The critically injured sole survivor of a West Virginia coal mine explosion has shown signs that his condition is improving, his attending physician said Sunday.

Randal McCloy Jr. has been in a medically induced coma since last week's underground blast to allow his brain time to heal.

"We had a chance to see Randy as of last night, throughout the night and this morning and we would consider his condition still critical," Dr. Larry Roberts told reporters at West Virginia University Hospital. "However, he has shown some signs of improvement."

McCloy, of Simpson, W.Va., was rescued early Wednesday after being trapped in the Sago Mine near Tallmansville, in north-central West Virginia, for about 42 hours. Twelve other men who were inside the mine with him died.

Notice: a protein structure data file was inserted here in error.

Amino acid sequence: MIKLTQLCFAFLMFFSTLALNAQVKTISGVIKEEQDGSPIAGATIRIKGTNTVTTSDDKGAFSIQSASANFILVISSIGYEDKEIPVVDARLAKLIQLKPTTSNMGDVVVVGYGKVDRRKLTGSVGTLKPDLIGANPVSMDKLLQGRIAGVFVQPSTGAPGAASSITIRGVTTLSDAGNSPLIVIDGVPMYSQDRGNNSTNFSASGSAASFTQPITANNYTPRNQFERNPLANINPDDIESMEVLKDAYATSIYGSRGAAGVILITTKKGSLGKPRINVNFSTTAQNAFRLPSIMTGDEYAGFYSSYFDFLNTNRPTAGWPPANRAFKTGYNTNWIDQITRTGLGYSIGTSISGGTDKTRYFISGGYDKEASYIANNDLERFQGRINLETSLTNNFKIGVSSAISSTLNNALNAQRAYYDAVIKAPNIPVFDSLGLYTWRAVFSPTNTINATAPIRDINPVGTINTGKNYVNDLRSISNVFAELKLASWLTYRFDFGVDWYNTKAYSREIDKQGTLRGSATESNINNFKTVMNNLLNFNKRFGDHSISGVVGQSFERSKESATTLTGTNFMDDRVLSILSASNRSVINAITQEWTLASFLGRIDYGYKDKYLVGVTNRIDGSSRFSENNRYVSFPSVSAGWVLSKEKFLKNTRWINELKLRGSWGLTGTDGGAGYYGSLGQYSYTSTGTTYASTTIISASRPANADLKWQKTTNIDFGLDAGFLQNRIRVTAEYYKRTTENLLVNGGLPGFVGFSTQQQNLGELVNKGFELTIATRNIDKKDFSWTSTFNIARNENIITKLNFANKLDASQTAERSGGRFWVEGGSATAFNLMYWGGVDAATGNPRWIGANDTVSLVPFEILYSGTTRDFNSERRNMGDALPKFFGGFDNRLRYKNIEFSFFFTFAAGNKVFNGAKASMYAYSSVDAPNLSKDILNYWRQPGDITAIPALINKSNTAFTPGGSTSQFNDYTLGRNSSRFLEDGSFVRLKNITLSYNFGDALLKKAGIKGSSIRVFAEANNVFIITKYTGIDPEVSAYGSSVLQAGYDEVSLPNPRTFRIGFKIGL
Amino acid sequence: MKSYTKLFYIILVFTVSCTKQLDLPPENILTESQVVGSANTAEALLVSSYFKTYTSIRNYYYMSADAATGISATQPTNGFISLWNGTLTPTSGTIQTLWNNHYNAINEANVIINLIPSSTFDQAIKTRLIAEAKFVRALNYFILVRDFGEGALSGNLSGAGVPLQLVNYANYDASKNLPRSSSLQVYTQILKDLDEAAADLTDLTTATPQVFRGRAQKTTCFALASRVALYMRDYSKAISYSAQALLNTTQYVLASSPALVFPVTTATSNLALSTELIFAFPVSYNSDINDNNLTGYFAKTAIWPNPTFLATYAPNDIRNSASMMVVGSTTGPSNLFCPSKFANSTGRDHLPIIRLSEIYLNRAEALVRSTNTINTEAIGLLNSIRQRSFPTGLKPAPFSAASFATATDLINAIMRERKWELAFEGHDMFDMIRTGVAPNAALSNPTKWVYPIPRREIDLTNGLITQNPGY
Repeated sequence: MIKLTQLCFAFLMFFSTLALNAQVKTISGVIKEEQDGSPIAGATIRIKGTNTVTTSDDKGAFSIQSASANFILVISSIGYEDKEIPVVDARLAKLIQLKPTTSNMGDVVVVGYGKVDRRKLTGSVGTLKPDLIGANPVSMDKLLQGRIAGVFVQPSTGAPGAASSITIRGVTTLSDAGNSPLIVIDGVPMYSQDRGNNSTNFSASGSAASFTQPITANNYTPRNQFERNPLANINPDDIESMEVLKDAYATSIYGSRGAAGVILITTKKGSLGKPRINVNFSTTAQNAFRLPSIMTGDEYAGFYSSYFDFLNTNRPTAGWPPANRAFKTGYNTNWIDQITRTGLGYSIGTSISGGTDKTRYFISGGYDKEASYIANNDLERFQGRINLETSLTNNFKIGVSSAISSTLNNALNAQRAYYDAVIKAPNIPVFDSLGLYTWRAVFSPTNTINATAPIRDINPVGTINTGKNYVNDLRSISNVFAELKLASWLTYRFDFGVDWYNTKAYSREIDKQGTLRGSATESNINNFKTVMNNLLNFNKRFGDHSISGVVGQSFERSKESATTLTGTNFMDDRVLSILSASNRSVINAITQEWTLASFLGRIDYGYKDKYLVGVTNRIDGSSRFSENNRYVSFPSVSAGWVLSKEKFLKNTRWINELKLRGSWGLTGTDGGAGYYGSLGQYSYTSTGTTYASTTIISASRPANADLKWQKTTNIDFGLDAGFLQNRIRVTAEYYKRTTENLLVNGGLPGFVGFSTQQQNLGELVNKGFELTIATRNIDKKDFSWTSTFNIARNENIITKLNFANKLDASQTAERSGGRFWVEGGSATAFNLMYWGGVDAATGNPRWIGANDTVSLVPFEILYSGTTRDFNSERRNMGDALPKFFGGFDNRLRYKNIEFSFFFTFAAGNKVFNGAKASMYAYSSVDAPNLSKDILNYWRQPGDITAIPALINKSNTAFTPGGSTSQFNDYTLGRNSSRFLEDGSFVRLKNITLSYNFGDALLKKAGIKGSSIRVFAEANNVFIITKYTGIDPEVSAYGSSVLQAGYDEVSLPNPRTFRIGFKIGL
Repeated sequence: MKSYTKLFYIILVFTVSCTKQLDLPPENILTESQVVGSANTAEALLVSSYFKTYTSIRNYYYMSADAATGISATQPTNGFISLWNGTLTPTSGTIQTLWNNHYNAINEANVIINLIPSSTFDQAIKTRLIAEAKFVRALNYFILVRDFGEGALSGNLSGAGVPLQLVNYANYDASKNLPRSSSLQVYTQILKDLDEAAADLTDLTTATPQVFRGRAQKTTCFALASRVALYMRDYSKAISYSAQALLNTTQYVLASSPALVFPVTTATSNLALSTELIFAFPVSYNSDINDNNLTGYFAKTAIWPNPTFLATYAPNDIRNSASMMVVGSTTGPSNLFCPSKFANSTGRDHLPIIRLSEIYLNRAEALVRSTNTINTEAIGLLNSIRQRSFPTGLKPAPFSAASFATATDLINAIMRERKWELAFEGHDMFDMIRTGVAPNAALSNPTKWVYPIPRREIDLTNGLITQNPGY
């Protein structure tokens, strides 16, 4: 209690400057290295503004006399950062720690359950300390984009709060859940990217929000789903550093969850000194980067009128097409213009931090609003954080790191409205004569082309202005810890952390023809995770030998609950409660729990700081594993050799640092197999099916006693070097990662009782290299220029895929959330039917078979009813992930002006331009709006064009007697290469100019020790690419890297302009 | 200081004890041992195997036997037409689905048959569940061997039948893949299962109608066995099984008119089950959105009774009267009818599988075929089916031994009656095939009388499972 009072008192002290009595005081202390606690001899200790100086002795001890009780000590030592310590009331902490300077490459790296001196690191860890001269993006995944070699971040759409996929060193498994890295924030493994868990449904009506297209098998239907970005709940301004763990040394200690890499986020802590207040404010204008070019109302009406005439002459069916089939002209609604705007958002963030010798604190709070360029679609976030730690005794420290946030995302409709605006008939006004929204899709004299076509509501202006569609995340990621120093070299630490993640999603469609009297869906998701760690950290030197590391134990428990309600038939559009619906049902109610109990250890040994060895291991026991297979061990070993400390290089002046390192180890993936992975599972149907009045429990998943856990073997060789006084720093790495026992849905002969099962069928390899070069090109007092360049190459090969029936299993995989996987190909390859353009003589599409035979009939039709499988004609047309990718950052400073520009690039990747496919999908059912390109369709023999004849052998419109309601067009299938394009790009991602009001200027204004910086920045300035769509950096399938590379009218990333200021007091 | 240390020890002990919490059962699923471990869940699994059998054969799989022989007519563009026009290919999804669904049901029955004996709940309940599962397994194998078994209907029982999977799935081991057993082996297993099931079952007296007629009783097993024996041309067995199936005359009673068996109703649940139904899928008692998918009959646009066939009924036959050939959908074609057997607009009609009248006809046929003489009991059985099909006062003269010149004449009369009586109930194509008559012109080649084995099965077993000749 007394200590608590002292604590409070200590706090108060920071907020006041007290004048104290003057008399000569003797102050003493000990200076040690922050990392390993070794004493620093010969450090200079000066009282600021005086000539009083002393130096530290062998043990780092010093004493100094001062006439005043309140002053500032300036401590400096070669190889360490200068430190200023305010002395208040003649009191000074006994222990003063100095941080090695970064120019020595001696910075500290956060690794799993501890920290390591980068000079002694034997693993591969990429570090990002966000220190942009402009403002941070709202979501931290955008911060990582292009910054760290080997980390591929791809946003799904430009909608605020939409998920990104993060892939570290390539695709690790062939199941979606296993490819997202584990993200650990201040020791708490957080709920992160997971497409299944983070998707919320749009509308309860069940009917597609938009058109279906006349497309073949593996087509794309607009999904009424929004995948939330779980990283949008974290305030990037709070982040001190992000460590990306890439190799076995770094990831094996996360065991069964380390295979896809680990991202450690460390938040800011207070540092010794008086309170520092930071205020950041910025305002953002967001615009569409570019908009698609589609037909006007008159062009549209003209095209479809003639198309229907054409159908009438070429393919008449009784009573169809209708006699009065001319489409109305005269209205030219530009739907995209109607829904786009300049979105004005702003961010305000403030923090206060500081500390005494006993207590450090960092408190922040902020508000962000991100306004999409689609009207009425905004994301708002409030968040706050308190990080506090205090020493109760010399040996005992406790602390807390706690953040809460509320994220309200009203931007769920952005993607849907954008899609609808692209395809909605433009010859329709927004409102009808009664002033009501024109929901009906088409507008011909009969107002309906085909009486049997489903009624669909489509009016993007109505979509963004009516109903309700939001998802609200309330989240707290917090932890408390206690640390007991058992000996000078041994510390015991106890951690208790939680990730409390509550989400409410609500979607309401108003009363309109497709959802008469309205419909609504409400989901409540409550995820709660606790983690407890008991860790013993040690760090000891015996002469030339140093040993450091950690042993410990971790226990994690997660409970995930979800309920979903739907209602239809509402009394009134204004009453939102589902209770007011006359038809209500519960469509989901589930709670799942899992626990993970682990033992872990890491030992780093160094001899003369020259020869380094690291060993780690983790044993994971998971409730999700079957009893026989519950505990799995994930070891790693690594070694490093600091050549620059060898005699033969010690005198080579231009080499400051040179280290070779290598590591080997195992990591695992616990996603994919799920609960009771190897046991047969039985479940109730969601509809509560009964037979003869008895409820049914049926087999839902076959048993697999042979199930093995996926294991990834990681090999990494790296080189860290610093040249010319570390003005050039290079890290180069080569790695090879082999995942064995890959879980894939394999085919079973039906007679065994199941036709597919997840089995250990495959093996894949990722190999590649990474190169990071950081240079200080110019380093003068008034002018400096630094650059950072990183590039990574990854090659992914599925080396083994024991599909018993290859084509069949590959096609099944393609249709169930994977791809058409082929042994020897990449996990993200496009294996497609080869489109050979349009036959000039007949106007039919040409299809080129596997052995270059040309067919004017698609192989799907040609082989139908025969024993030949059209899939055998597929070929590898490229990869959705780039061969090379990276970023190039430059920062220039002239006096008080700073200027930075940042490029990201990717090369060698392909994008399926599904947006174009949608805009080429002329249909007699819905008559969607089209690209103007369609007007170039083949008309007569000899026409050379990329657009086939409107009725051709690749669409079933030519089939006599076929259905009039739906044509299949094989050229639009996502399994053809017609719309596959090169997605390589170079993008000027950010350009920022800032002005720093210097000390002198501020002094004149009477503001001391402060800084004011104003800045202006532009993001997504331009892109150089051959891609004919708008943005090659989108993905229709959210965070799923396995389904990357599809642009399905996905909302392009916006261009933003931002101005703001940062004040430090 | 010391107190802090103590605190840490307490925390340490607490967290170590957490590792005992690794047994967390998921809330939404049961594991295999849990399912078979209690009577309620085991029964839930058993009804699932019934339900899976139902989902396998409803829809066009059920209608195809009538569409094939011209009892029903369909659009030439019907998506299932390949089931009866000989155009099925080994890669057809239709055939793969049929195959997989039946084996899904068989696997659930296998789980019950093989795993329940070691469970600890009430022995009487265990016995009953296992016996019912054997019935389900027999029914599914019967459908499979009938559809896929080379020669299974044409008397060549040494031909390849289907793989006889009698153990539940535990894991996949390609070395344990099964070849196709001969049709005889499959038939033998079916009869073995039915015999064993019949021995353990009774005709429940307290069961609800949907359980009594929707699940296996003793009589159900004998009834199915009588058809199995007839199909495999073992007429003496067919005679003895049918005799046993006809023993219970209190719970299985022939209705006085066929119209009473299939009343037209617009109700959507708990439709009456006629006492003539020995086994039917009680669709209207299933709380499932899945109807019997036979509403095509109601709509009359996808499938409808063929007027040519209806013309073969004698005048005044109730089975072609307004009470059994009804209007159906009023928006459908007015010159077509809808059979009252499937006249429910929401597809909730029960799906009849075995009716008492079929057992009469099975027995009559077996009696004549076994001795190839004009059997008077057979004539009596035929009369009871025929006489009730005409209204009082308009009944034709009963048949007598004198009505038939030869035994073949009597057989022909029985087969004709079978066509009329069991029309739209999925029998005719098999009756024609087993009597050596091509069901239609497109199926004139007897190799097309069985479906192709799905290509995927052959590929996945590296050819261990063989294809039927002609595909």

The 26-year-old survivor was transferred to Pittsburgh's Allegheny General Hospital on Thursday for treatment in a hyperbaric oxygen chamber, which forces pressurized oxygen into the body to treat carbon monoxide poisoning.

The physicians in Pittsburgh "took fantastic care of Randy," Roberts said.

On Saturday night, still heavily sedated, McCloy was flown back to West Virginia University's Ruby Memorial Hospital in Morgantown.

McCloy's wife, Anna, also spoke to reporters.

"Our family's thoughts this morning continue to be with Randy's coworkers and their families. We are thinking of them today and throughout this difficult time and we ask you to please keep all the families in your thoughts and prayers," she said.